The Federal Reserve’s move to raise interest rates once again, despite two domestic bank collapses and international financial turmoil, could further dampen lending activity in the senior living industry.
In a news conference on Wednesday afternoon, Federal Reserve Chairman Jerome Powell announced an anticipated 0.25% increase in interest rates, with Powell noting recent developments in the financial sector would likely result in tighter credit conditions for households and businesses, while also weighing on economic activity, hiring and inflation.
“Inflation remains too high and the labor market continues to be very tight,” Powell said during the press conference. “… If we need to raise rates higher, we will. I think for now … we will see the likelihood of credit tightening.”
In reaction to the Fed’s decision, National Investment Center for Seniors Housing and Care (NIC) Chief Economist Beth Mace said the increase would be “tough” on the industry, with the latest hike marking the ninth straight by the Fed since March 2022.
“It’s tough after so many interest rate increases that we’ve seen since last March,” Mace told Senior Housing News. “A higher cost of capital is painful.”
Higher interest rates and tightening credit lines make it harder for operators to refinance current deals or seek capital for new projects.
Wednesday’s increase showed the Fed remaining “diligent” in its inflation fight.
One result of the Silicon Valley Bank (SVB) and Signature Bank failures was the Fed changing the wording of its previous guidance around “ongoing” interest rate hikes, with Powell now issuing guidance saying that “some additional policy firming may be appropriate,” in an effort to “reflect the uncertainty” about the path ahead.
Powell said the Fed “did consider a pause” to its steady march on raising rates, but proceeded onward due to “a strong consensus” for another hike during the most recent Federal Open Market Committee (FOMC) meeting based on intermediate economic projections.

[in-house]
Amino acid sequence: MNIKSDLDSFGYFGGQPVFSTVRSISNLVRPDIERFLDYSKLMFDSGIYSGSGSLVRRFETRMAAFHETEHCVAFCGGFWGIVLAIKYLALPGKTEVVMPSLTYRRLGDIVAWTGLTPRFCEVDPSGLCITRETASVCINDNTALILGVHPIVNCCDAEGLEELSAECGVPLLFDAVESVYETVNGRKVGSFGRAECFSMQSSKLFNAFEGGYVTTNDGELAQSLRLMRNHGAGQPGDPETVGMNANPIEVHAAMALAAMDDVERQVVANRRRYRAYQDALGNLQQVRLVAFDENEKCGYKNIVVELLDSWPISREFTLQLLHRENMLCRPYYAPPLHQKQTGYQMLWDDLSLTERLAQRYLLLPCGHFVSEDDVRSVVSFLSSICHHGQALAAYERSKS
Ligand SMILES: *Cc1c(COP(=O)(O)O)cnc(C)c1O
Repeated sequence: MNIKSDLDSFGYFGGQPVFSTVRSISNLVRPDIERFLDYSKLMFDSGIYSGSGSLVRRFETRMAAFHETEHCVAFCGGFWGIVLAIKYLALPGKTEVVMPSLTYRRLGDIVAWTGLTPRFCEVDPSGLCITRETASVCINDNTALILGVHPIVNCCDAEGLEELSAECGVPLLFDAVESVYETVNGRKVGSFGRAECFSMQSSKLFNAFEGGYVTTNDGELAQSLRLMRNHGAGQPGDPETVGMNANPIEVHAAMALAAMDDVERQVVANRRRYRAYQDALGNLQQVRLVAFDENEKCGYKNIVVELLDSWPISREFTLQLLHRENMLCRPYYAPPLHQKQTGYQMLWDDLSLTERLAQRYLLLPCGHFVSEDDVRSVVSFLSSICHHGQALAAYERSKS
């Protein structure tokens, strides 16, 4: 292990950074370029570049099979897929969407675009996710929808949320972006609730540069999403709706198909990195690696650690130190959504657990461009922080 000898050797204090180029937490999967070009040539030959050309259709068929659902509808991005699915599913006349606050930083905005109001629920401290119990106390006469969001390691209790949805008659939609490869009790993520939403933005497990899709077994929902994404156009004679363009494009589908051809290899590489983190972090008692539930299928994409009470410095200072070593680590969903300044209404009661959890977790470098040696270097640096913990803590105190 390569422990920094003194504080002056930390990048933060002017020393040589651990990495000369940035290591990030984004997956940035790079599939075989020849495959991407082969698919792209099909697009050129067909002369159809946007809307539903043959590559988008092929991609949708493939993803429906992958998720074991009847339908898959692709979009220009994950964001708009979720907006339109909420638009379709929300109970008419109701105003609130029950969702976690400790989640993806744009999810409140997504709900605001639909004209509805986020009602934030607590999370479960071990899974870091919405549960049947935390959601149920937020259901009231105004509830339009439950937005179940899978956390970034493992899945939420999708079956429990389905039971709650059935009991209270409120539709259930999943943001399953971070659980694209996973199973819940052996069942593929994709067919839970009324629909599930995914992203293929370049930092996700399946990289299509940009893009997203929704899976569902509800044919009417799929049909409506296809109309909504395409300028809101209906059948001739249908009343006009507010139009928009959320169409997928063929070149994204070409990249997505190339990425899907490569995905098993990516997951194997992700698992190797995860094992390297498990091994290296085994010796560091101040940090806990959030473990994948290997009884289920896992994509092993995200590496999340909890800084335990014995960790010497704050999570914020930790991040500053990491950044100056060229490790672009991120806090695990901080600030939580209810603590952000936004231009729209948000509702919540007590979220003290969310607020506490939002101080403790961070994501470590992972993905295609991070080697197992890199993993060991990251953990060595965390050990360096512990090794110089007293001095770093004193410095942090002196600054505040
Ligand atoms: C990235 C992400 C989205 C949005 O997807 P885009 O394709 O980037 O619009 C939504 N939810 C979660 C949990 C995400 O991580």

The projections include one additional, 0.25% hike in 2023, but future hikes would be market dependent. Unemployment projections for the end of the year are down to 4.5%, down 0.01% from the December FOMC meeting. The U.S. economy is projected to grow by 0.4% in 2023, a decrease of 0.5% from previous predictions.
“We’ll be focused as always on the incoming data and the evolving outlook and in particular on our assessment of the actual unexpected effects of credit tightening,” Powell said on Wednesday.
The impact since last year, Mace said, has been a significant slowdown in permanent debt, bridge financing and construction financing.
“It causes expenses to go up for operators, and it has an impact on purchasing power of consumers,” Mace said. “[The Fed] is between a rock and a hard place so I think the Fed decided that it really has to continue on its fight against inflation.”
The senior living industry has faced persistent headwinds when it comes to rising interest rates, inflation and expenses that have eaten into operators’ bottom lines. Newer, higher-quality and lower acuity properties are becoming more attractive for some investors as they seek “safe havens” in the current environment.
But even still, this flight to quality comes as the senior living mergers and acquisitions (M&A) market remains flat as buyers pass on opportunities due to the economic environment.
While uncertainty plaguing the financial sector has bled over into many industries, including senior living, one thing is certain: Pain remains and the uncertainty is slowing down senior living transactions.
“Nobody likes uncertainty,” Mace said. “There’s a lot of it in the world right now which is causing that slowdown in transactions that we’re seeing. It’s hard to tell the future when your crystal ball gets dirt on it.”
The post ‘It’s Painful’: Senior Living M&A, Financing Market Must Absorb Another Interest Rate Hike appeared first on Senior Housing News.
Source: For the full article please visit Senior Housing News
Be First to Comment